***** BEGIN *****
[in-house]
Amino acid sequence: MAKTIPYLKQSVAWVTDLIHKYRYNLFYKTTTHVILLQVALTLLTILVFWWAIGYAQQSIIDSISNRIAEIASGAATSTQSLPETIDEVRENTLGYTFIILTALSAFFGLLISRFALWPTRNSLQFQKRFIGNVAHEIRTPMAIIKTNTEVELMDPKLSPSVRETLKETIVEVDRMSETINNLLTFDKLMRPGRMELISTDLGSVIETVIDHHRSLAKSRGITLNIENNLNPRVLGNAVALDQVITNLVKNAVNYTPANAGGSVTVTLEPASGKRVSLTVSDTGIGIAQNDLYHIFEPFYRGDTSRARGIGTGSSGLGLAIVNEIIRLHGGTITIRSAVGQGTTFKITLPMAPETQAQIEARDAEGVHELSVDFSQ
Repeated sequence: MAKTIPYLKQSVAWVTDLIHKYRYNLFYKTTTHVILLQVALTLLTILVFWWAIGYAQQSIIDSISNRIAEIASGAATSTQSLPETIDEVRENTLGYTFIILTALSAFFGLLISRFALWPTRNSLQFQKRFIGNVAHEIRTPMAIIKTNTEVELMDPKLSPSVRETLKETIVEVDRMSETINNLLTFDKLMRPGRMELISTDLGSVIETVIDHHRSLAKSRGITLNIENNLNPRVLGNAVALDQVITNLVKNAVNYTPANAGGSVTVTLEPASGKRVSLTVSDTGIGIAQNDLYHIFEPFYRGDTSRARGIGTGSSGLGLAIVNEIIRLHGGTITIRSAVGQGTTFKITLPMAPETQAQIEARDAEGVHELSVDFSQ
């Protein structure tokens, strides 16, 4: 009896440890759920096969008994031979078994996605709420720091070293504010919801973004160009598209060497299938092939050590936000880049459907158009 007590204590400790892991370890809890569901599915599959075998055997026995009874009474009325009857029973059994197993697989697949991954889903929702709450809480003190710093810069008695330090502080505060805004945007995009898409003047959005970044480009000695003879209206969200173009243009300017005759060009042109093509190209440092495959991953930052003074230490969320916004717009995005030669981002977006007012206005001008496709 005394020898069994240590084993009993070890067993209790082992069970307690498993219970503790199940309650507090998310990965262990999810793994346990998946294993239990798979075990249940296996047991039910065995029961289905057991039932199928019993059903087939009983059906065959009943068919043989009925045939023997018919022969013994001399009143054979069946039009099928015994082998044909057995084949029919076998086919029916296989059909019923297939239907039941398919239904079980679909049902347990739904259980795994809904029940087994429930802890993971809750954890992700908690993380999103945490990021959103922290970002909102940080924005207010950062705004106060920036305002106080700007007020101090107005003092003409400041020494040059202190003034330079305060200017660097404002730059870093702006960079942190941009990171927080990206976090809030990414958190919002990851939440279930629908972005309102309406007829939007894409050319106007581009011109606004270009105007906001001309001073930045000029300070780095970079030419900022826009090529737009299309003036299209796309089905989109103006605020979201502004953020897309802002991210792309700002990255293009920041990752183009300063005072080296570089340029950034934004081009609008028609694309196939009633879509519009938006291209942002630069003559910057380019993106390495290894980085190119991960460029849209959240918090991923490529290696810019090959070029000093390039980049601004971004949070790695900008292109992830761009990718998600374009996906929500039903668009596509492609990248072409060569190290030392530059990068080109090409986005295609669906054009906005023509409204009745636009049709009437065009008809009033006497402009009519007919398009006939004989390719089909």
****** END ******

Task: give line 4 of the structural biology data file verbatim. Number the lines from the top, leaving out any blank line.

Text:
């Protein structure tokens, strides 16, 4: 009896440890759920096969008994031979078994996605709420720091070293504010919801973004160009598209060497299938092939050590936000880049459907158009 007590204590400790892991370890809890569901599915599959075998055997026995009874009474009325009857029973059994197993697989697949991954889903929702709450809480003190710093810069008695330090502080505060805004945007995009898409003047959005970044480009000695003879209206969200173009243009300017005759060009042109093509190209440092495959991953930052003074230490969320916004717009995005030669981002977006007012206005001008496709 005394020898069994240590084993009993070890067993209790082992069970307690498993219970503790199940309650507090998310990965262990999810793994346990998946294993239990798979075990249940296996047991039910065995029961289905057991039932199928019993059903087939009983059906065959009943068919043989009925045939023997018919022969013994001399009143054979069946039009099928015994082998044909057995084949029919076998086919029916296989059909019923297939239907039941398919239904079980679909049902347990739904259980795994809904029940087994429930802890993971809750954890992700908690993380999103945490990021959103922290970002909102940080924005207010950062705004106060920036305002106080700007007020101090107005003092003409400041020494040059202190003034330079305060200017660097404002730059870093702006960079942190941009990171927080990206976090809030990414958190919002990851939440279930629908972005309102309406007829939007894409050319106007581009011109606004270009105007906001001309001073930045000029300070780095970079030419900022826009090529737009299309003036299209796309089905989109103006605020979201502004953020897309802002991210792309700002990255293009920041990752183009300063005072080296570089340029950034934004081009609008028609694309196939009633879509519009938006291209942002630069003559910057380019993106390495290894980085190119991960460029849209959240918090991923490529290696810019090959070029000093390039980049601004971004949070790695900008292109992830761009990718998600374009996906929500039903668009596509492609990248072409060569190290030392530059990068080109090409986005295609669906054009906005023509409204009745636009049709009437065009008809009033006497402009009519007919398009006939004989390719089909």